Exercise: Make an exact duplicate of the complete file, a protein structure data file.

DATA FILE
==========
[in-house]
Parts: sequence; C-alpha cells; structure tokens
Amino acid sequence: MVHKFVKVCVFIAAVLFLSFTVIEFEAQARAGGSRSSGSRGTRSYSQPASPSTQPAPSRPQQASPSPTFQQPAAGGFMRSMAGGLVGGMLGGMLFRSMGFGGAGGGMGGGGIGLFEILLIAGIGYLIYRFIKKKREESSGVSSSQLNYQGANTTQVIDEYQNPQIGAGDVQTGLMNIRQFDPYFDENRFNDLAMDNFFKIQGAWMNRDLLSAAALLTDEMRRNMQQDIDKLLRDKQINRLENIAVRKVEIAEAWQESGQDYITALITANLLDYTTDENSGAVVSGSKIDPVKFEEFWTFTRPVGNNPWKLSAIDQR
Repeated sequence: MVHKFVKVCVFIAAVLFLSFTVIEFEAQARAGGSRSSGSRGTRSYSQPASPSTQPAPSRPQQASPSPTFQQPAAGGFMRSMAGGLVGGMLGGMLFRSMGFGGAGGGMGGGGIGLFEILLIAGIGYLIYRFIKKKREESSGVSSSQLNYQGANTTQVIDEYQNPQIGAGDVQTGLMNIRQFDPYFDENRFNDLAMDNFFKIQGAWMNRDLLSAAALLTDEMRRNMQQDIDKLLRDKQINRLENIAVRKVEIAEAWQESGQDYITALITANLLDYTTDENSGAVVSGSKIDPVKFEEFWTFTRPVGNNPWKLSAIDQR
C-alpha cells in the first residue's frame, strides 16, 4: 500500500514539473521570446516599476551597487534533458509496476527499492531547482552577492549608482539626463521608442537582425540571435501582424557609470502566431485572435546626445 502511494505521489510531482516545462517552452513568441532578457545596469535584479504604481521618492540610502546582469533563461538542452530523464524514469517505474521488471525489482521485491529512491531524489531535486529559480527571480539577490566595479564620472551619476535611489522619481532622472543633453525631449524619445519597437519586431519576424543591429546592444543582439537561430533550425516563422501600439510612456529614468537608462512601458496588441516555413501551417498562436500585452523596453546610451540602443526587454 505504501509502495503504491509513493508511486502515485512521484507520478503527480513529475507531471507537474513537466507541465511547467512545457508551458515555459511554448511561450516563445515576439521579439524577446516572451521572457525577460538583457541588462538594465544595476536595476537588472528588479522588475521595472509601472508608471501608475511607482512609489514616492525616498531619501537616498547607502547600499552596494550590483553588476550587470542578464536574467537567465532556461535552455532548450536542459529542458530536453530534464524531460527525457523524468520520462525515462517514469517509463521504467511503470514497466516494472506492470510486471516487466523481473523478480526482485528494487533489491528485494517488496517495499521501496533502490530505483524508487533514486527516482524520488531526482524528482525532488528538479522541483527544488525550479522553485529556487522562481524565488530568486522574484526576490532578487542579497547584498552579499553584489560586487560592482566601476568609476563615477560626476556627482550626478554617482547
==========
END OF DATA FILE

[in-house]
Parts: sequence; C-alpha cells; structure tokens
Amino acid sequence: MVHKFVKVCVFIAAVLFLSFTVIEFEAQARAGGSRSSGSRGTRSYSQPASPSTQPAPSRPQQASPSPTFQQPAAGGFMRSMAGGLVGGMLGGMLFRSMGFGGAGGGMGGGGIGLFEILLIAGIGYLIYRFIKKKREESSGVSSSQLNYQGANTTQVIDEYQNPQIGAGDVQTGLMNIRQFDPYFDENRFNDLAMDNFFKIQGAWMNRDLLSAAALLTDEMRRNMQQDIDKLLRDKQINRLENIAVRKVEIAEAWQESGQDYITALITANLLDYTTDENSGAVVSGSKIDPVKFEEFWTFTRPVGNNPWKLSAIDQR
Repeated sequence: MVHKFVKVCVFIAAVLFLSFTVIEFEAQARAGGSRSSGSRGTRSYSQPASPSTQPAPSRPQQASPSPTFQQPAAGGFMRSMAGGLVGGMLGGMLFRSMGFGGAGGGMGGGGIGLFEILLIAGIGYLIYRFIKKKREESSGVSSSQLNYQGANTTQVIDEYQNPQIGAGDVQTGLMNIRQFDPYFDENRFNDLAMDNFFKIQGAWMNRDLLSAAALLTDEMRRNMQQDIDKLLRDKQINRLENIAVRKVEIAEAWQESGQDYITALITANLLDYTTDENSGAVVSGSKIDPVKFEEFWTFTRPVGNNPWKLSAIDQR
C-alpha cells in the first residue's frame, strides 16, 4: 500500500514539473521570446516599476551597487534533458509496476527499492531547482552577492549608482539626463521608442537582425540571435501582424557609470502566431485572435546626445 502511494505521489510531482516545462517552452513568441532578457545596469535584479504604481521618492540610502546582469533563461538542452530523464524514469517505474521488471525489482521485491529512491531524489531535486529559480527571480539577490566595479564620472551619476535611489522619481532622472543633453525631449524619445519597437519586431519576424543591429546592444543582439537561430533550425516563422501600439510612456529614468537608462512601458496588441516555413501551417498562436500585452523596453546610451540602443526587454 505504501509502495503504491509513493508511486502515485512521484507520478503527480513529475507531471507537474513537466507541465511547467512545457508551458515555459511554448511561450516563445515576439521579439524577446516572451521572457525577460538583457541588462538594465544595476536595476537588472528588479522588475521595472509601472508608471501608475511607482512609489514616492525616498531619501537616498547607502547600499552596494550590483553588476550587470542578464536574467537567465532556461535552455532548450536542459529542458530536453530534464524531460527525457523524468520520462525515462517514469517509463521504467511503470514497466516494472506492470510486471516487466523481473523478480526482485528494487533489491528485494517488496517495499521501496533502490530505483524508487533514486527516482524520488531526482524528482525532488528538479522541483527544488525550479522553485529556487522562481524565488530568486522574484526576490532578487542579497547584498552579499553584489560586487560592482566601476568609476563615477560626476556627482550626478554617482547